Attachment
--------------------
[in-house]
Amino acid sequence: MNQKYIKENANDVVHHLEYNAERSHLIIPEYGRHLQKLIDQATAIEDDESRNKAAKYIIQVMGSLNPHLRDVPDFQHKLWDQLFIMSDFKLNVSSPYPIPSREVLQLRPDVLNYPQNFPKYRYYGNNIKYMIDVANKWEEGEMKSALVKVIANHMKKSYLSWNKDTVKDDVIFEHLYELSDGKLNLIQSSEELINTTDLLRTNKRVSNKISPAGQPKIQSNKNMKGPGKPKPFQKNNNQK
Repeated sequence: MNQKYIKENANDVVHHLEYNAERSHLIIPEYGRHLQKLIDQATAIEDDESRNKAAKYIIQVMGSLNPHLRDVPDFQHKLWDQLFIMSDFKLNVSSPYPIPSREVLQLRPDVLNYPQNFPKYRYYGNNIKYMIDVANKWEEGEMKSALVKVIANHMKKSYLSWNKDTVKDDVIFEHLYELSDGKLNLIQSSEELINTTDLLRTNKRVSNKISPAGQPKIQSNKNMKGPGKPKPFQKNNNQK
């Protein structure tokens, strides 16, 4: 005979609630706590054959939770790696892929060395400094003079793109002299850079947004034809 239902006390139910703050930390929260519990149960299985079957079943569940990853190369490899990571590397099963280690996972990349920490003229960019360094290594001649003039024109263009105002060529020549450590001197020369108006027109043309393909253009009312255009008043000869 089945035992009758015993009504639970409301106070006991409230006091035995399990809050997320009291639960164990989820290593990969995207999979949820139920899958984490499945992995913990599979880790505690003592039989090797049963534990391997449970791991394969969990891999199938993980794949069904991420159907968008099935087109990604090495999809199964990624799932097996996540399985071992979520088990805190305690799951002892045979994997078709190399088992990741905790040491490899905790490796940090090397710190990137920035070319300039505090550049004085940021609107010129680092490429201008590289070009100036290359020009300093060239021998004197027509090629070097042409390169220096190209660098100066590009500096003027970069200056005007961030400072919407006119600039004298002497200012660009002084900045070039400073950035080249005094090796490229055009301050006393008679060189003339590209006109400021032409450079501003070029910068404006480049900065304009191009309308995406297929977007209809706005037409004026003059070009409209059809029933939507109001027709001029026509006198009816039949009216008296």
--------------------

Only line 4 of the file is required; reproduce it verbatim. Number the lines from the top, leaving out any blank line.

């Protein structure tokens, strides 16, 4: 005979609630706590054959939770790696892929060395400094003079793109002299850079947004034809 239902006390139910703050930390929260519990149960299985079957079943569940990853190369490899990571590397099963280690996972990349920490003229960019360094290594001649003039024109263009105002060529020549450590001197020369108006027109043309393909253009009312255009008043000869 089945035992009758015993009504639970409301106070006991409230006091035995399990809050997320009291639960164990989820290593990969995207999979949820139920899958984490499945992995913990599979880790505690003592039989090797049963534990391997449970791991394969969990891999199938993980794949069904991420159907968008099935087109990604090495999809199964990624799932097996996540399985071992979520088990805190305690799951002892045979994997078709190399088992990741905790040491490899905790490796940090090397710190990137920035070319300039505090550049004085940021609107010129680092490429201008590289070009100036290359020009300093060239021998004197027509090629070097042409390169220096190209660098100066590009500096003027970069200056005007961030400072919407006119600039004298002497200012660009002084900045070039400073950035080249005094090796490229055009301050006393008679060189003339590209006109400021032409450079501003070029910068404006480049900065304009191009309308995406297929977007209809706005037409004026003059070009409209059809029933939507109001027709001029026509006198009816039949009216008296």